Dr. Vartabedian said twitter has the ability to reach thousands of people with one message also can useful in times of public health scares. The Centers for Disease Control and Prevention and other health organizations have turned to Twitter to help educate people about A(H1N1) flu, spread information and curb misinformation.
He saw a number of physicians stepping in during the flu scare to “provide some sound balance to what was really, on Twitter, an amazing amount of hysteria.” He sees local physicians, whom the local public knows and trusts, assuming that role more and more in the future.
“Most of the physicians I follow are not twittering as doctors, they are twittering as people who are doctors,” said Dr. Vartabedian. “They talk about medical things and they link to medical things, but they aren’t talking from a position of authority.”
Web 2.0 for Physicians – Dr. Subrahmanyam Karuturi
From my perspective, forums and message boards continue to be helpful vehicles tools for online discussion and can offer value as components of often more extensive social networking environments. In fact, many of today’s more robust “social networking” sites are really direct descendants of the forum genre.
Furthermore, while debates may continue as to whether certain physician-oriented sites, such as Sermo.com or StudentDoctor.net qualify as social networks, I believe it is more important to focus on the fact that more and more tools and “online communities” are being introduced for physicians. This is clearly in response to the increasingly challenging role physicians hold. As in any marketplace, more options and competition mean more value for the customer.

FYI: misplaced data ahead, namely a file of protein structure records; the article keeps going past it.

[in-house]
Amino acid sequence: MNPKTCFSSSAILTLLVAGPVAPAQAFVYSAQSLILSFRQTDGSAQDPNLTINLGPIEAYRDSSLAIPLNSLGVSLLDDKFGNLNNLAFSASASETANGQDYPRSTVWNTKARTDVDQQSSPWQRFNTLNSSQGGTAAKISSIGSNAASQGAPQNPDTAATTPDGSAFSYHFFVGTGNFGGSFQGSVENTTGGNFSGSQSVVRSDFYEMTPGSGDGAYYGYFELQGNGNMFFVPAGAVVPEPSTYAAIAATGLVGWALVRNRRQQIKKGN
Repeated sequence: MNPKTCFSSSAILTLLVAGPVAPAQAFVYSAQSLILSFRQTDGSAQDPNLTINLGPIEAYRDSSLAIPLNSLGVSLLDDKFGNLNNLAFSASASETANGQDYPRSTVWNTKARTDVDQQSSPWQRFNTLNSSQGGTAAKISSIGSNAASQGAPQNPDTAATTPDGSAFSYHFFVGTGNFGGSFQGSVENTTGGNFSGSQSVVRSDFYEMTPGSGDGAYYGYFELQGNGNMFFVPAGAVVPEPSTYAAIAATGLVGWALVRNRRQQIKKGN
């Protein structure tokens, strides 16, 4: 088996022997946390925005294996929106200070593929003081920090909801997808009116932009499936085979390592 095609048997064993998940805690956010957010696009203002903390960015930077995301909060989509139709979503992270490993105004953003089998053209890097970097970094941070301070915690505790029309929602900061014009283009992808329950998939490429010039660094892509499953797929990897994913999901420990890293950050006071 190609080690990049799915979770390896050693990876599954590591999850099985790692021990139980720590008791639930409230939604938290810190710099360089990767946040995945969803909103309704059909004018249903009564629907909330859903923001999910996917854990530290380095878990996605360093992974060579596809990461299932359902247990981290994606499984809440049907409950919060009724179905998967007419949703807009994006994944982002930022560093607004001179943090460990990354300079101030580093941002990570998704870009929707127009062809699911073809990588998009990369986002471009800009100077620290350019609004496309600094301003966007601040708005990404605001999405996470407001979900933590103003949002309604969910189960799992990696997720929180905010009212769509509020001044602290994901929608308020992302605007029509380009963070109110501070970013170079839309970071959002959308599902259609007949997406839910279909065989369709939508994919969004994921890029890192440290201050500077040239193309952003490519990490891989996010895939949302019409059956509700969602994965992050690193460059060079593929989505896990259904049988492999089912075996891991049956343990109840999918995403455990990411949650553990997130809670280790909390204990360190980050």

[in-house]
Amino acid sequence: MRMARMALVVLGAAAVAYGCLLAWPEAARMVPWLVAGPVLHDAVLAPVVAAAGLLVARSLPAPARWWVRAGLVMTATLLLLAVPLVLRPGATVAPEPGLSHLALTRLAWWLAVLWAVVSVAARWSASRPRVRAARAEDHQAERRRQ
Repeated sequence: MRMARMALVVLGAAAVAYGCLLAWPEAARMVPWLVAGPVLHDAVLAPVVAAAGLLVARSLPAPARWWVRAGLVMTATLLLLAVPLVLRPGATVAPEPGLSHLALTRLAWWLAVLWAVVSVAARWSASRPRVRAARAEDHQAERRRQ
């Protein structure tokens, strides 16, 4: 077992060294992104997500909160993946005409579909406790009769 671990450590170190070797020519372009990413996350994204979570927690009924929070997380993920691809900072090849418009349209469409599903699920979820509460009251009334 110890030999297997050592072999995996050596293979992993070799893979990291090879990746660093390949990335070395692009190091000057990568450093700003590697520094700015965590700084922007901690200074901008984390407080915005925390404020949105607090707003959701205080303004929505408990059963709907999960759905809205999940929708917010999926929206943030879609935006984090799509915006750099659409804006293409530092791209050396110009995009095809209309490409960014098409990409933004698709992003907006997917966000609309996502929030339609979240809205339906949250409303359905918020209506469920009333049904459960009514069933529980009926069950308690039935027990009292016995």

Quotes from online community – ReliefInsite.com (consumer health 2.0 web application)
“As a Health Care Worker, and currently disabled, this is an AMAZING tool for me to communicate with all of my Doctors, Therapists and Specialists! I can look back and see how I am progressing or regressing and it helps me to feel in control of my own health issues! Thanks for offering this great program!” H
“I enjoy that I can speak freely about my pain. It helps to know that others deal with what I’m going through on a daily basis. It feels good to let it out and I believe the diary is something great for all of us patients.” L
“Every time I make my entries, I find I like the new program more. I’ve really been able to fine tune my entries and my notes so that they will be very helpful for my physicians. Need to go in for check up soon and talk things over with my Primary care physician, I’m very happy with the program.” G
“This is an incredible resource that will revolutionize how patients communicate with their physicians. Those of us with chronic pain are usually medicated, and remembering a months worth of info is difficult to say the least. This tool will be invaluable to ALL of us. Thanks to all involved with its creation!”
The Hive in New Zealand – A collaborative network of health professionals using social media to aggregate its content